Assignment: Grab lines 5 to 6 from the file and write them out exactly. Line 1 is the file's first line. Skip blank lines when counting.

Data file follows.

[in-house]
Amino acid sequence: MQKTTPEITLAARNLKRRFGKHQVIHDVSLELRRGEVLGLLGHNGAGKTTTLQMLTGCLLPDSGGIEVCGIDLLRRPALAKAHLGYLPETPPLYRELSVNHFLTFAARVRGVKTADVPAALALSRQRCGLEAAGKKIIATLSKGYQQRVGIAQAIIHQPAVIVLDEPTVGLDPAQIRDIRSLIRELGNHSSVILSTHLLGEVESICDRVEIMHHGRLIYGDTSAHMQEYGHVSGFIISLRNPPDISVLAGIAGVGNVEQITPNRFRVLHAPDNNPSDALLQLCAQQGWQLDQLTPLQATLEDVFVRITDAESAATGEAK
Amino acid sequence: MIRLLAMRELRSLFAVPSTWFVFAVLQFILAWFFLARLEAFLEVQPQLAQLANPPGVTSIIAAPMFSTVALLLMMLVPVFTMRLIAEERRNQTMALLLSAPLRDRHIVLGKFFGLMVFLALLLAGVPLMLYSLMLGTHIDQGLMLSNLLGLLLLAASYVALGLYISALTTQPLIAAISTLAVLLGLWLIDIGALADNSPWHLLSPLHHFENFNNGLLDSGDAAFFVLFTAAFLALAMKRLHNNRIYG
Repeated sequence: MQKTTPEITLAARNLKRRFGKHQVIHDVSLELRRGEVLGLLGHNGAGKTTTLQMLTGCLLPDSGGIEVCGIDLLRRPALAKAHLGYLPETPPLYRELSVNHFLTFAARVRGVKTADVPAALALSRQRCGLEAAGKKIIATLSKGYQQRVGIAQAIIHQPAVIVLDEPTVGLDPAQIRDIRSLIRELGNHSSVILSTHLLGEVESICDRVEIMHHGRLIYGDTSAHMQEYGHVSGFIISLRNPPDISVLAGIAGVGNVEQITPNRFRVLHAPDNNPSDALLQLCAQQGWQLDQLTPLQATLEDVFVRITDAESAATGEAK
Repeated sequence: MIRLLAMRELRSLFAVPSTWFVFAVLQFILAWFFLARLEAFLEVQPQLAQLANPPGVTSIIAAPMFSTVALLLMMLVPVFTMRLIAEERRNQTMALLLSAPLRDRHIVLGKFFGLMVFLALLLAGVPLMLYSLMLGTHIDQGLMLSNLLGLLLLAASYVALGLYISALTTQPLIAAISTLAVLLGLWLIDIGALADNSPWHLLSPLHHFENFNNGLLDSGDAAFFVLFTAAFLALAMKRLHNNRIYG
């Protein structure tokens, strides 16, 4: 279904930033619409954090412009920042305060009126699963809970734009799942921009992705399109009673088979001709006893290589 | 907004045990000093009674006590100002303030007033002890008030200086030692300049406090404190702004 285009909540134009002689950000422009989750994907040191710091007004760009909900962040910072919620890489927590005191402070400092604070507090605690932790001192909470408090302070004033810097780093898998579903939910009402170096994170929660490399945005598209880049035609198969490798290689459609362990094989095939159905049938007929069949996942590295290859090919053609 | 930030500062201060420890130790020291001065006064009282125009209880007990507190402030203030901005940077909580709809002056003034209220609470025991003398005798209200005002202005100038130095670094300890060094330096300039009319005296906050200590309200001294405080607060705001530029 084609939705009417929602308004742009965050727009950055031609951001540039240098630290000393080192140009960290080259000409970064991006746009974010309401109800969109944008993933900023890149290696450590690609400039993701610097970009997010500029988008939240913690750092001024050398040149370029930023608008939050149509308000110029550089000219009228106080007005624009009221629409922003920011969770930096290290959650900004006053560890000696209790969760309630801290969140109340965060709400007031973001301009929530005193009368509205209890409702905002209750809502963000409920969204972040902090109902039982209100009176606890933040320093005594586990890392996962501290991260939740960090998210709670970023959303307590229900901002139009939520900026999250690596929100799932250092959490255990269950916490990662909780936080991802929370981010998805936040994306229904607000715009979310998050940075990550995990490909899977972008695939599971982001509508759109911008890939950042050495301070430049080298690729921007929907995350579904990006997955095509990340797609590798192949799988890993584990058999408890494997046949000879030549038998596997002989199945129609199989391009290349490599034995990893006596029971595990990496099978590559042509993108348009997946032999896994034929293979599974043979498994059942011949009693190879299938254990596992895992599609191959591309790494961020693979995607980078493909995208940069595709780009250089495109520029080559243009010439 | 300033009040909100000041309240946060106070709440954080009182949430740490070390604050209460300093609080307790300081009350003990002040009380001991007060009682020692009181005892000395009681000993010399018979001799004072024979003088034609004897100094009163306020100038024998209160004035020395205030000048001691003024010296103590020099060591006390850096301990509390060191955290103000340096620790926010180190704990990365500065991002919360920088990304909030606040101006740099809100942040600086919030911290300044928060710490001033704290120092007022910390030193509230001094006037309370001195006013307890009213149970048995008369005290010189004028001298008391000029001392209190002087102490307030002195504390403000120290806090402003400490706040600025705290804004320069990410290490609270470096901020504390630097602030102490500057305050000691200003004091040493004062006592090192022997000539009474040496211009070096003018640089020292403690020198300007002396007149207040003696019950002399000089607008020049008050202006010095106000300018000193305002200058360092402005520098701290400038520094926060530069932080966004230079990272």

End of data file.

Repeated sequence: MIRLLAMRELRSLFAVPSTWFVFAVLQFILAWFFLARLEAFLEVQPQLAQLANPPGVTSIIAAPMFSTVALLLMMLVPVFTMRLIAEERRNQTMALLLSAPLRDRHIVLGKFFGLMVFLALLLAGVPLMLYSLMLGTHIDQGLMLSNLLGLLLLAASYVALGLYISALTTQPLIAAISTLAVLLGLWLIDIGALADNSPWHLLSPLHHFENFNNGLLDSGDAAFFVLFTAAFLALAMKRLHNNRIYG
């Protein structure tokens, strides 16, 4: 279904930033619409954090412009920042305060009126699963809970734009799942921009992705399109009673088979001709006893290589 | 907004045990000093009674006590100002303030007033002890008030200086030692300049406090404190702004 285009909540134009002689950000422009989750994907040191710091007004760009909900962040910072919620890489927590005191402070400092604070507090605690932790001192909470408090302070004033810097780093898998579903939910009402170096994170929660490399945005598209880049035609198969490798290689459609362990094989095939159905049938007929069949996942590295290859090919053609 | 930030500062201060420890130790020291001065006064009282125009209880007990507190402030203030901005940077909580709809002056003034209220609470025991003398005798209200005002202005100038130095670094300890060094330096300039009319005296906050200590309200001294405080607060705001530029 084609939705009417929602308004742009965050727009950055031609951001540039240098630290000393080192140009960290080259000409970064991006746009974010309401109800969109944008993933900023890149290696450590690609400039993701610097970009997010500029988008939240913690750092001024050398040149370029930023608008939050149509308000110029550089000219009228106080007005624009009221629409922003920011969770930096290290959650900004006053560890000696209790969760309630801290969140109340965060709400007031973001301009929530005193009368509205209890409702905002209750809502963000409920969204972040902090109902039982209100009176606890933040320093005594586990890392996962501290991260939740960090998210709670970023959303307590229900901002139009939520900026999250690596929100799932250092959490255990269950916490990662909780936080991802929370981010998805936040994306229904607000715009979310998050940075990550995990490909899977972008695939599971982001509508759109911008890939950042050495301070430049080298690729921007929907995350579904990006997955095509990340797609590798192949799988890993584990058999408890494997046949000879030549038998596997002989199945129609199989391009290349490599034995990893006596029971595990990496099978590559042509993108348009997946032999896994034929293979599974043979498994059942011949009693190879299938254990596992895992599609191959591309790494961020693979995607980078493909995208940069595709780009250089495109520029080559243009010439 | 300033009040909100000041309240946060106070709440954080009182949430740490070390604050209460300093609080307790300081009350003990002040009380001991007060009682020692009181005892000395009681000993010399018979001799004072024979003088034609004897100094009163306020100038024998209160004035020395205030000048001691003024010296103590020099060591006390850096301990509390060191955290103000340096620790926010180190704990990365500065991002919360920088990304909030606040101006740099809100942040600086919030911290300044928060710490001033704290120092007022910390030193509230001094006037309370001195006013307890009213149970048995008369005290010189004028001298008391000029001392209190002087102490307030002195504390403000120290806090402003400490706040600025705290804004320069990410290490609270470096901020504390630097602030102490500057305050000691200003004091040493004062006592090192022997000539009474040496211009070096003018640089020292403690020198300007002396007149207040003696019950002399000089607008020049008050202006010095106000300018000193305002200058360092402005520098701290400038520094926060530069932080966004230079990272």